Most courts (but certainly, and unfortunately, not all of them) recognize that cherry-picking is a cardinal sin under Rule 702. Science generally requires a rigorous and conservative approach to evaluating cause-and-effect relationships. This schema inherently clashes with litigation, an arena where parties prioritize results over neutral principles of process purity.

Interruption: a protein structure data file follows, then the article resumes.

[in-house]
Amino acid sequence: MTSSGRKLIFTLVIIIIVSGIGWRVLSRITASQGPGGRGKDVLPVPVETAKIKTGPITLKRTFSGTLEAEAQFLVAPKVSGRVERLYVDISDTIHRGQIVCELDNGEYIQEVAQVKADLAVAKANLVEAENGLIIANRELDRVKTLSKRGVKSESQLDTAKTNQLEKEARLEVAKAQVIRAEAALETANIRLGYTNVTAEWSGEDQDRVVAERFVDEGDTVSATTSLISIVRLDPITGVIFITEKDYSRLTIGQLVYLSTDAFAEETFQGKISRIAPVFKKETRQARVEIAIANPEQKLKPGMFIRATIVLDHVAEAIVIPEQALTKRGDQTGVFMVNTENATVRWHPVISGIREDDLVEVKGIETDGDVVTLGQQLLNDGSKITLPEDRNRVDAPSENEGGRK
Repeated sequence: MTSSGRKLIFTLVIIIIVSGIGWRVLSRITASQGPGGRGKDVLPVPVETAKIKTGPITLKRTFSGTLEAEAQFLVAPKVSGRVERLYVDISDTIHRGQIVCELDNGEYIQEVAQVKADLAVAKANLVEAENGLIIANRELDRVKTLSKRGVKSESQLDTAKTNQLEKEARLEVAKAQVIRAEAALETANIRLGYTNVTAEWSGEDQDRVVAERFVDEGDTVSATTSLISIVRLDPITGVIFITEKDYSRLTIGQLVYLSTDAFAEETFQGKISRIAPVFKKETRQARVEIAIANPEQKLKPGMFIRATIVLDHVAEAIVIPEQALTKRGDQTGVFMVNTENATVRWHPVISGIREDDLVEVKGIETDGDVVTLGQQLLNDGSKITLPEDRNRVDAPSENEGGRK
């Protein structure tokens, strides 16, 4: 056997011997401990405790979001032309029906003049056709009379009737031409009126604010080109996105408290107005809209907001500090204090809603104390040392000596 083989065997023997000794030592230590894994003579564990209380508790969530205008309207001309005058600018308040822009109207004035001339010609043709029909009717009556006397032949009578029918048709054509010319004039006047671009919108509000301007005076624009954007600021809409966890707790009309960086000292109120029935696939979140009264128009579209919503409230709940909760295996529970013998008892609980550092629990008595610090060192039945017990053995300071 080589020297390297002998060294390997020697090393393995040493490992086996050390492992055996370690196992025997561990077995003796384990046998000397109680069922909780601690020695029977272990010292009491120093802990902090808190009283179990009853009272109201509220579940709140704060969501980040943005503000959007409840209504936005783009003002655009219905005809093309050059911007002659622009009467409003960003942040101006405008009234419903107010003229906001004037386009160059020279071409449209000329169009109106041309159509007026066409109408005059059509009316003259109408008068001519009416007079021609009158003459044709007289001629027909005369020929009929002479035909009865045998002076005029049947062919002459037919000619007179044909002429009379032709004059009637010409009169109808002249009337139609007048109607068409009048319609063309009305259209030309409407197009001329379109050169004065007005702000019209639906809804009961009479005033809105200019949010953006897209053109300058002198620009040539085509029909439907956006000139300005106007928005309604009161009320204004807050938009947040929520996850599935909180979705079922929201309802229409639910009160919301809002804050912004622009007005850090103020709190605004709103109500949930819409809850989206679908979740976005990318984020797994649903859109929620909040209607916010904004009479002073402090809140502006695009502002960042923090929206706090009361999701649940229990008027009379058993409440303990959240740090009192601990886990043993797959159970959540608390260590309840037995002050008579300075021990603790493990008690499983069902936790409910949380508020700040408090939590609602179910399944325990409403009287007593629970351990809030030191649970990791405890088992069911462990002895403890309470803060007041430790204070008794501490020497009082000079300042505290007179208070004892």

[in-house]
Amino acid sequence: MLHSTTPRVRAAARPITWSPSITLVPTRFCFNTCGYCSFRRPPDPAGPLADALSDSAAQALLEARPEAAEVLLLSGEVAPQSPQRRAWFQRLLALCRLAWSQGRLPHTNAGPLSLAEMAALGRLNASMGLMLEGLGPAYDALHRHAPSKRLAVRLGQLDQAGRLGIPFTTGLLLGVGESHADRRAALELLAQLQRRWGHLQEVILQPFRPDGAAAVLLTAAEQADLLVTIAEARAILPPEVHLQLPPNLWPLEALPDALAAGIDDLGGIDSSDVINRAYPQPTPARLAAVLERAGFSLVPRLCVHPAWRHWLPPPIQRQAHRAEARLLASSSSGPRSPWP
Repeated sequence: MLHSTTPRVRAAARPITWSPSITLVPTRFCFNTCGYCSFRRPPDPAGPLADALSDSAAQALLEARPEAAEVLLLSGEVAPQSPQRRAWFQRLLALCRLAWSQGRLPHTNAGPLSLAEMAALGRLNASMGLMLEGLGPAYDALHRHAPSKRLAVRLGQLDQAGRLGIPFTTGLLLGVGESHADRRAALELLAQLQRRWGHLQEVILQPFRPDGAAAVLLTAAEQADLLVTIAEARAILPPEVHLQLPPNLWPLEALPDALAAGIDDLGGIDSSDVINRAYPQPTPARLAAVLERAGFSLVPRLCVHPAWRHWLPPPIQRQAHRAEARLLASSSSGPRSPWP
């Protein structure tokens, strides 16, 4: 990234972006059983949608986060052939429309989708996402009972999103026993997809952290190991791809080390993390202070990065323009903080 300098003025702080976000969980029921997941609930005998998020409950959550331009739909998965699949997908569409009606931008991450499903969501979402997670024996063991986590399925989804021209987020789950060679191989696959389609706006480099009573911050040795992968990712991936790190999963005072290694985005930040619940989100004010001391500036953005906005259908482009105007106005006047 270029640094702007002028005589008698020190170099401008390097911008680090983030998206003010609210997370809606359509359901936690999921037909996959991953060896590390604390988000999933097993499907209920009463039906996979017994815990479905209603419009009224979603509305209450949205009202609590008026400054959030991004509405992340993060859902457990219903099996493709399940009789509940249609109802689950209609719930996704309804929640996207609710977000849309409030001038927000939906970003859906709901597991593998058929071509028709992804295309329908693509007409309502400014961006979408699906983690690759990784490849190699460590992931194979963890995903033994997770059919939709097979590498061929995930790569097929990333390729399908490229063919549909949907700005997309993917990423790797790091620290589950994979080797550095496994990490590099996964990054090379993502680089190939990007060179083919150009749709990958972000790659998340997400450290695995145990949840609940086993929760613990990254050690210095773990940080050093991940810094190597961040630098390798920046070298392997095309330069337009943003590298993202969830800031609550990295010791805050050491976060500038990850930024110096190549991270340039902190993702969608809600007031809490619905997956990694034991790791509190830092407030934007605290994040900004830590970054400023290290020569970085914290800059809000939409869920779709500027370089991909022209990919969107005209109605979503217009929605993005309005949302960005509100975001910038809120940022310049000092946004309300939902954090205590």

“Cherry-picking” involves the selective consideration of facts and data to support a desired or pre-determined result, rather than the analysis of all relevant facts and data to find a scientific truth (or determine that the truth remains elusive based on the available facts and data). It evades the scrupulous adherence to principles of objectivity, rigor, and process validity that are the hallmark of the scientific method. In Daubert-speak, such a methodology does not produce “scientific knowledge.” Rather, cherry-picking represents a failure of methodology that cannot be waived off as a matter of weight rather than admissibility.